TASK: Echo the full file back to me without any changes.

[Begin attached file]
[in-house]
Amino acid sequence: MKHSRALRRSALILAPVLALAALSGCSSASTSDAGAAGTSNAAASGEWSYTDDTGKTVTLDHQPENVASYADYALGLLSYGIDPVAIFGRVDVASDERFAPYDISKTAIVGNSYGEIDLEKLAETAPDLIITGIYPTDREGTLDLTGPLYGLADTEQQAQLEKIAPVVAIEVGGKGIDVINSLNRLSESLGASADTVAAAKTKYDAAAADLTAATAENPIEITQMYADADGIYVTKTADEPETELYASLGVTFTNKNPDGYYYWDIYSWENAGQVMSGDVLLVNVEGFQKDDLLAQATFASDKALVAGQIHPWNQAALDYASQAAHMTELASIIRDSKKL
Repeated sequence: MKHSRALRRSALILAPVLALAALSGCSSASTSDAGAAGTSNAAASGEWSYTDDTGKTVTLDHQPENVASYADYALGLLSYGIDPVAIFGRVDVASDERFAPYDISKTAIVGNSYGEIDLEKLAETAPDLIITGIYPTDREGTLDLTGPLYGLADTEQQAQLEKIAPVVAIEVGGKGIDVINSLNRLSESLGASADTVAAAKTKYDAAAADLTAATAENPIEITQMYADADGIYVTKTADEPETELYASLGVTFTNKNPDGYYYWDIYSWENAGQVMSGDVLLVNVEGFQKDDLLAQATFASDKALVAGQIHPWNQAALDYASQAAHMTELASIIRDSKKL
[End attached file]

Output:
[in-house]
Amino acid sequence: MKHSRALRRSALILAPVLALAALSGCSSASTSDAGAAGTSNAAASGEWSYTDDTGKTVTLDHQPENVASYADYALGLLSYGIDPVAIFGRVDVASDERFAPYDISKTAIVGNSYGEIDLEKLAETAPDLIITGIYPTDREGTLDLTGPLYGLADTEQQAQLEKIAPVVAIEVGGKGIDVINSLNRLSESLGASADTVAAAKTKYDAAAADLTAATAENPIEITQMYADADGIYVTKTADEPETELYASLGVTFTNKNPDGYYYWDIYSWENAGQVMSGDVLLVNVEGFQKDDLLAQATFASDKALVAGQIHPWNQAALDYASQAAHMTELASIIRDSKKL
Repeated sequence: MKHSRALRRSALILAPVLALAALSGCSSASTSDAGAAGTSNAAASGEWSYTDDTGKTVTLDHQPENVASYADYALGLLSYGIDPVAIFGRVDVASDERFAPYDISKTAIVGNSYGEIDLEKLAETAPDLIITGIYPTDREGTLDLTGPLYGLADTEQQAQLEKIAPVVAIEVGGKGIDVINSLNRLSESLGASADTVAAAKTKYDAAAADLTAATAENPIEITQMYADADGIYVTKTADEPETELYASLGVTFTNKNPDGYYYWDIYSWENAGQVMSGDVLLVNVEGFQKDDLLAQATFASDKALVAGQIHPWNQAALDYASQAAHMTELASIIRDSKKL